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- The Philosophy of Despair - 4/4 -

these functions is to make one's self incapable of them. It is in a sense to die while the body is still alive. To refuse these functions is to make misery out of existence, and a life of ennui is doubtless not "worth living."

The philosophy of life is its working hypothesis of action. To hold that all effort is futile, that all knowledge is illusion, and that no result of the human will is worth the pain of calling it into action, is to cut the nerve of effectiveness. In proportion as one really believes this, he becomes a cumberer of the ground. It was said of Oscar McCulloch, an earnest student of human life, that "in whatever part of God's universe he finds himself, he will be a hopeful man, looking forward and not backward, looking upward and not downward, always ready to lend a helping hand, and not afraid to die."

Of like spirit was Robert Louis Stevenson:

"Glad did I live and gladly die, And I laid me down with a will."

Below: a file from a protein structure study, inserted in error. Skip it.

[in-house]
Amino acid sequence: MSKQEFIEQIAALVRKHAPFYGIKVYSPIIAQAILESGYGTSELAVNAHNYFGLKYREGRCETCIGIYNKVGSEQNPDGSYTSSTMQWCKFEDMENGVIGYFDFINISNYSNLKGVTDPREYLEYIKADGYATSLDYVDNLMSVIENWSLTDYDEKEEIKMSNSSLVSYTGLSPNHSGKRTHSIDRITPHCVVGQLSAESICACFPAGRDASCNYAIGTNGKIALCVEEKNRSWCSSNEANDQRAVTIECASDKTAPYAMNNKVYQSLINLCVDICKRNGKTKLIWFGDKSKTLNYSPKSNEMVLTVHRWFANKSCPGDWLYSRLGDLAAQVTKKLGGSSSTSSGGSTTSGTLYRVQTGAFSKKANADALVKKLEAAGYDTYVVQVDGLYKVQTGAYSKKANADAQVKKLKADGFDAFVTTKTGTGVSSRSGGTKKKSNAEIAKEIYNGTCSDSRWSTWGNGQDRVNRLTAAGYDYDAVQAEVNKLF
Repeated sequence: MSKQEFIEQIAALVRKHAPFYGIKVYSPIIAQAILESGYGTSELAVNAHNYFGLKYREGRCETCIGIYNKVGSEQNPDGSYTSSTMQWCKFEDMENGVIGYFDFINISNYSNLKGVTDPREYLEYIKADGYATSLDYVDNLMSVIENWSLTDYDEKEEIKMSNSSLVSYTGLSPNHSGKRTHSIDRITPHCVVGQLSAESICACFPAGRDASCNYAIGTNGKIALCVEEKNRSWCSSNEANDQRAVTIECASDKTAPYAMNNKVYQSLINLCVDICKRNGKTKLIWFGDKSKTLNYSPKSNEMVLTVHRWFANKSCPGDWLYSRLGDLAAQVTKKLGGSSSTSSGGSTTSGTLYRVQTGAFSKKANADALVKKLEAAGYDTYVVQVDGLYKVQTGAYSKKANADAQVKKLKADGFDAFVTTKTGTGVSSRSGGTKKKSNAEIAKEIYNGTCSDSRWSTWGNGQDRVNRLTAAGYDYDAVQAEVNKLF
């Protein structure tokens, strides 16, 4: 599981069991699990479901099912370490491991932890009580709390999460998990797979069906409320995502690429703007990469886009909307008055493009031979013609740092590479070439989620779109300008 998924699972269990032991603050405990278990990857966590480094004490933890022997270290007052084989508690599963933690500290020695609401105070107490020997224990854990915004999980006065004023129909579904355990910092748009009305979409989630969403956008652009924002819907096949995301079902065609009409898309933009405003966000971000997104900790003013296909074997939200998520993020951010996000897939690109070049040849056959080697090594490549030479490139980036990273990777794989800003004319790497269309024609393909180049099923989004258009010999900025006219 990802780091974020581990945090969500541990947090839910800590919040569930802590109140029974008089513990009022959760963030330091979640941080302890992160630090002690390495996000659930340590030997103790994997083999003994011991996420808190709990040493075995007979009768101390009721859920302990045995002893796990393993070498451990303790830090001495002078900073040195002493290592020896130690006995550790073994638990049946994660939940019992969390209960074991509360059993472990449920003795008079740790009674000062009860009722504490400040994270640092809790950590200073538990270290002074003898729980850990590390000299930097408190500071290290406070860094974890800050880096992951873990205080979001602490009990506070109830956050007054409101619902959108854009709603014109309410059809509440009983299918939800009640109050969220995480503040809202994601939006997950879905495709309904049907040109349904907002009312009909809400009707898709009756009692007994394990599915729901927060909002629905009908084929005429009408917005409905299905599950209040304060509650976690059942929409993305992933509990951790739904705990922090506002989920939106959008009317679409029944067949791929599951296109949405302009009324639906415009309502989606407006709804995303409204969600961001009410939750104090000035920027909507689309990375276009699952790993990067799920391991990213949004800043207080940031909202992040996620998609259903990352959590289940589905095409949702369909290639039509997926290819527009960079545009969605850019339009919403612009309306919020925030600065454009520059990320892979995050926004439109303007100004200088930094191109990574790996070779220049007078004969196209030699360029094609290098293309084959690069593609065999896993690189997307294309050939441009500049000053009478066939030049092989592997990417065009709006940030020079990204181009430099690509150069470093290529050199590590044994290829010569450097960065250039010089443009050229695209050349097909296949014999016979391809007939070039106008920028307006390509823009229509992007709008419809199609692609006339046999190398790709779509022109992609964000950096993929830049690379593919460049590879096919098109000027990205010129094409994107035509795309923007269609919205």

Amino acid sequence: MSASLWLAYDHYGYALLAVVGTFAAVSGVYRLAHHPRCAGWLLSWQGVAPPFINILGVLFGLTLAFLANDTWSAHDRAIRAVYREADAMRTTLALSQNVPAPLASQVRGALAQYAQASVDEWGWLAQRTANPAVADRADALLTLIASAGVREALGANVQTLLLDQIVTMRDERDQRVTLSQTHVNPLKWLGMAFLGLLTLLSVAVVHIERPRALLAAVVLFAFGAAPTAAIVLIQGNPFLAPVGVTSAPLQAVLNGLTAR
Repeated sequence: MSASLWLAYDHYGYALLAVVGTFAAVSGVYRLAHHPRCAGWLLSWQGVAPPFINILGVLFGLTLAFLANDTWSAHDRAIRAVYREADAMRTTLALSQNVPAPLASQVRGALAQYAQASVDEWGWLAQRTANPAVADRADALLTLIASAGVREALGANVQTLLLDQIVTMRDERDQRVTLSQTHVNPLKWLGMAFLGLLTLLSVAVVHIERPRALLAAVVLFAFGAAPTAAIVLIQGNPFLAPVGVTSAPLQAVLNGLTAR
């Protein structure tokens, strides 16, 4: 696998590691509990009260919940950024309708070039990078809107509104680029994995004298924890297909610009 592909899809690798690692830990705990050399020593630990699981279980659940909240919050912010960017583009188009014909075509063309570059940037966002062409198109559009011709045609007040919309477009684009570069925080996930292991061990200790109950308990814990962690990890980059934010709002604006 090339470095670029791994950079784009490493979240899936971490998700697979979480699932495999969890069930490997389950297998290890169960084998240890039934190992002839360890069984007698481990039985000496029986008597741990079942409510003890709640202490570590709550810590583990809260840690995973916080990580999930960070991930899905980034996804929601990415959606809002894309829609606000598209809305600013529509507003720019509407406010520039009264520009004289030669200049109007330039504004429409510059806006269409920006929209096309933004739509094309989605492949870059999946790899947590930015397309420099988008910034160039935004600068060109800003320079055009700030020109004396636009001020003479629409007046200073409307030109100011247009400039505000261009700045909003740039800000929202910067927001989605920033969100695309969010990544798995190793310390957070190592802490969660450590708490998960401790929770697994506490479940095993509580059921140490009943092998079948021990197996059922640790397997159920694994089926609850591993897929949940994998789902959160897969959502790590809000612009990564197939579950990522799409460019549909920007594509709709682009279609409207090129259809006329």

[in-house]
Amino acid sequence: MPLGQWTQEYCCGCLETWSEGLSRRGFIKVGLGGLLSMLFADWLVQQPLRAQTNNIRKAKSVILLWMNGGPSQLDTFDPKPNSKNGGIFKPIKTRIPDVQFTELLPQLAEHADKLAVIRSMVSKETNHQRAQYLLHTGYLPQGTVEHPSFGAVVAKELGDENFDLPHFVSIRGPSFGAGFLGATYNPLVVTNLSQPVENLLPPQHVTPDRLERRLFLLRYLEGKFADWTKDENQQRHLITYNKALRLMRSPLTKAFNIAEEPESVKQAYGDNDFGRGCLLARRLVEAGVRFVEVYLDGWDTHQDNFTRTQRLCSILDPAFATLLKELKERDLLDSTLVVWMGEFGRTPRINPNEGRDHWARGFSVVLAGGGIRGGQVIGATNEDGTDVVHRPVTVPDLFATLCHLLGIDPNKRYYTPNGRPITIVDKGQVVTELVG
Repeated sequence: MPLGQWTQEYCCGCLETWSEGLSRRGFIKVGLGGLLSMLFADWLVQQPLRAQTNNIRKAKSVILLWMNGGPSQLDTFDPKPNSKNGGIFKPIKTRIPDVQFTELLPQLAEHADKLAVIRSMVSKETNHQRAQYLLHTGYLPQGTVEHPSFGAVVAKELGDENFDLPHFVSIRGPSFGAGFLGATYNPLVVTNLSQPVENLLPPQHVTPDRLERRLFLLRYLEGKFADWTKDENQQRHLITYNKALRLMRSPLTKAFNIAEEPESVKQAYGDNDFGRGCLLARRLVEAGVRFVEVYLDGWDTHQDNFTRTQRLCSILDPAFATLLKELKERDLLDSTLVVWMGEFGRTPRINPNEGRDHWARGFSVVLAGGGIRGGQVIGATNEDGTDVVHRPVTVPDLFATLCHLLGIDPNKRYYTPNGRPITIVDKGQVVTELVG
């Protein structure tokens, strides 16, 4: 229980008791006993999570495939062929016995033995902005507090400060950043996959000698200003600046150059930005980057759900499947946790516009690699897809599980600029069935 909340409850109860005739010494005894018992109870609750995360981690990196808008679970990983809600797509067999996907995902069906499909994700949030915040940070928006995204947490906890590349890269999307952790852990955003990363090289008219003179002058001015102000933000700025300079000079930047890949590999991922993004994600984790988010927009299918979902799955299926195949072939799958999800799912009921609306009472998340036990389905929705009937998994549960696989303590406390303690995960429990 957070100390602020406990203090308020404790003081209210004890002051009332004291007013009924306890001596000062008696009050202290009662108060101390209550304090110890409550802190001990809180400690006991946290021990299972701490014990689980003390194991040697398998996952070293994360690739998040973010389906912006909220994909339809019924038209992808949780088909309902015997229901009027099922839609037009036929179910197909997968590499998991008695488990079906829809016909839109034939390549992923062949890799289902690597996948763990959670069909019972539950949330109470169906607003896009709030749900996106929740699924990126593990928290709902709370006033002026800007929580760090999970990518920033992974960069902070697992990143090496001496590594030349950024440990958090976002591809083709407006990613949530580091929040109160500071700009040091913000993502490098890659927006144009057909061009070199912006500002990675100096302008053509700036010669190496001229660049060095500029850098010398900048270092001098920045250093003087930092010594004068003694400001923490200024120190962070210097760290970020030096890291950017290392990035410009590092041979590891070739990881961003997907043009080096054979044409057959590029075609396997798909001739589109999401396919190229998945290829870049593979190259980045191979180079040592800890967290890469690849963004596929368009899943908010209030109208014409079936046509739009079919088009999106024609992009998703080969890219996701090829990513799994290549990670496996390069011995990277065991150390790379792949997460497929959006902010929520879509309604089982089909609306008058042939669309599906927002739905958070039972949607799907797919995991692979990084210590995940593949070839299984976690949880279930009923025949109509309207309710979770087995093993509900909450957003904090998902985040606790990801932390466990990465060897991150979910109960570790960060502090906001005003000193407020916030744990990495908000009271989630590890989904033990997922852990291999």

It is through men of this type that the work of civilization has been accomplished, "men of present valor, stalwart, brave iconoclasts." They were men who were content with the order of the universe as it is, and seek only to place their own actions in harmony with this order. They have no complaints to urge against "the goodness and severity of God," nor any futile wish "to remould it nearer to the heart's desire." The "Fanaticism for Veracity" is satisfied with what is. Not the ultimate truth which is God's alone, but the highest attainable truth, is the aim of Science, and to translate Science into Virtue is the goal of civilization.

The third question which Science may ask is the direct one. In what part of the universe are you, and what are you doing? Thoreau says that "there is no hope for you unless this bit of sod under your feet is the sweetest to you in this world - in any world." Why not? Nowhere is the sky so blue, the grass so green, the sunshine so bright, the shade so welcome, as right here, now, today. No other blue sky, nor bright sunshine, nor welcome shade exists for you. Other skies are bright to other men. They have been bright in the past and so will they be again, but yours are here and now. Today is your day and mine, the only day we have, the day in which we play our part. What our part may signify in the great whole we may not understand, but we are here to play it, and now is the time. This we know, it is a part of action, not of whining. It is a part of love, not cynicism. It is for us to express love in terms of human helpfulness. This we know, for we have learned from sad experience that any other course of life leads toward decay and waste.